Block on Trump's Asylum Ban Upheld by Supreme Court
A murderer, a drug dealer, a drunk driver -- a few of my least popular clients.
They were not accused; they were already convicted. But clients like that are practically dead men walking into the courtroom because of a prejudice against innocence.
Lawyers have to fight for unpopular clients more than ever. That's because the legal world can be a hostile place -- especially for immigrants in America today.
After a jury found an illegal immigrant not guilty of murder, President Donald Trump called the verdict a "complete travesty of justice." He also used it for his campaign to build a wall between the United States and Mexico.
"No wonder the people of our Country are so angry with illegal immigration," he tweeted. "The Kate Steinle killer came back and back over the weakly protected Obama border, always committing crimes and being violent, and yet this info was not used in court. BUILD THE WALL!"
Attorney General Jeff Sessions also used the occasion to continue his attack on sanctuary cities. He blamed San Francisco for the murder, saying its "decision to protect illegal aliens led to the preventable and heartbreaking death of Kate Steinle."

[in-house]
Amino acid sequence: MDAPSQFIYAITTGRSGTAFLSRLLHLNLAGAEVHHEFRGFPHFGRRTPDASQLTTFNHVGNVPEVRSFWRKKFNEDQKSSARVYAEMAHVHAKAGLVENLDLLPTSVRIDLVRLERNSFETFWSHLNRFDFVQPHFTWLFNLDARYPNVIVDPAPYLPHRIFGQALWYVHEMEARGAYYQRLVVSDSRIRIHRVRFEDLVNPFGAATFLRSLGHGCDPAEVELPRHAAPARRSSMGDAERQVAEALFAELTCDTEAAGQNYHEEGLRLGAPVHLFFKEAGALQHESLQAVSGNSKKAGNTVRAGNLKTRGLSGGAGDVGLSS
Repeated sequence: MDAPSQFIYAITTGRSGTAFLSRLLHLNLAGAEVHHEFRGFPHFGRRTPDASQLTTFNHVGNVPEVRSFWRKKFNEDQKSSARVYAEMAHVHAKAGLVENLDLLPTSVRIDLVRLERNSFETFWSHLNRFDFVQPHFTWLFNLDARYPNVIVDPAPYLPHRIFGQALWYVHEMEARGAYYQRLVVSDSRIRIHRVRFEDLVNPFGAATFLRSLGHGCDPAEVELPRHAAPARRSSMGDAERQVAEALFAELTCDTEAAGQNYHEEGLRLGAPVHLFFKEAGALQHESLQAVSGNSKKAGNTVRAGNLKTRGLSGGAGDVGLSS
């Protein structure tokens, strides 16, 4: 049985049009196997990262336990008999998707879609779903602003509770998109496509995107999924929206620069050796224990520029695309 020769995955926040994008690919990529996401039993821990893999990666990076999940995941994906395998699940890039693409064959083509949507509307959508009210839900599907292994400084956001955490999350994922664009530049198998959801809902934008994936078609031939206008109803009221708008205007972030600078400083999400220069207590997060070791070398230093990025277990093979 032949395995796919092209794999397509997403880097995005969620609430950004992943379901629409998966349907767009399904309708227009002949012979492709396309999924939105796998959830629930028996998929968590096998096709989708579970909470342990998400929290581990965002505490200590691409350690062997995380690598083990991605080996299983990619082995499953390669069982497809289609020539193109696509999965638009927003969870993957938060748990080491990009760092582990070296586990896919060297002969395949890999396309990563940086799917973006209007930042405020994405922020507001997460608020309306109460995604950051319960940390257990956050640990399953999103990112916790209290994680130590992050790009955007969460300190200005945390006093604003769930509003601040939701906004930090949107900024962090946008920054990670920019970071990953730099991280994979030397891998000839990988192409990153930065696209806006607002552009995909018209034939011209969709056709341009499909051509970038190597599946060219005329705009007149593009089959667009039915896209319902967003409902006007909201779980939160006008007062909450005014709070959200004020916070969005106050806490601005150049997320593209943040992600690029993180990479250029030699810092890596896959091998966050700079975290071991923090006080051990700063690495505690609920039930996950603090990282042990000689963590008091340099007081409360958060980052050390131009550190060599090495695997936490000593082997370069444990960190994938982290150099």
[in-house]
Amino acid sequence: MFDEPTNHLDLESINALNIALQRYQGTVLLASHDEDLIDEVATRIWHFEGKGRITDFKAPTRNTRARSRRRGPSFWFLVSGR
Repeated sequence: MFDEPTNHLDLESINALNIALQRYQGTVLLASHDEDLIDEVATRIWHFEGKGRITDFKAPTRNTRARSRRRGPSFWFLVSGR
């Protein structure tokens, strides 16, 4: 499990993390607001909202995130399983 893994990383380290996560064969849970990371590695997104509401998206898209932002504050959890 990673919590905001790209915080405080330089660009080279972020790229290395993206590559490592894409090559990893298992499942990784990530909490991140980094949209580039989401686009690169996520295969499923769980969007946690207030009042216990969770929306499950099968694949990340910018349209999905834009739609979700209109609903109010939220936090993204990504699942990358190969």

Meanwhile, the Trump administration announced it will end temporary protected status for tens of thousands of immigrants and the U.S. Supreme Court upheld the President's latest travel ban. So welcome to America, you tired, poor and yearning to breathe free.
For immigrants, it seems that the bias begins at the border. It's a battle in the court of public opinion as much as in the courts.
Attorneys have an obligation to defend in every arena. In the courtroom, it's about protecting the client and the integrity of the justice system.
But in today's social environment, lawyers have to start that process outside the courtroom. It is hard to get an impartial jury from a biased public.
"Attorneys can sometimes also receive negative media attention for representing these unpopular clients, but the FindLaw Strategist blog has provided a few tips on how to overcome public bias, including crafting thoughtful, careful public statements and taking time to alleviate stress," says an Ohio public library.
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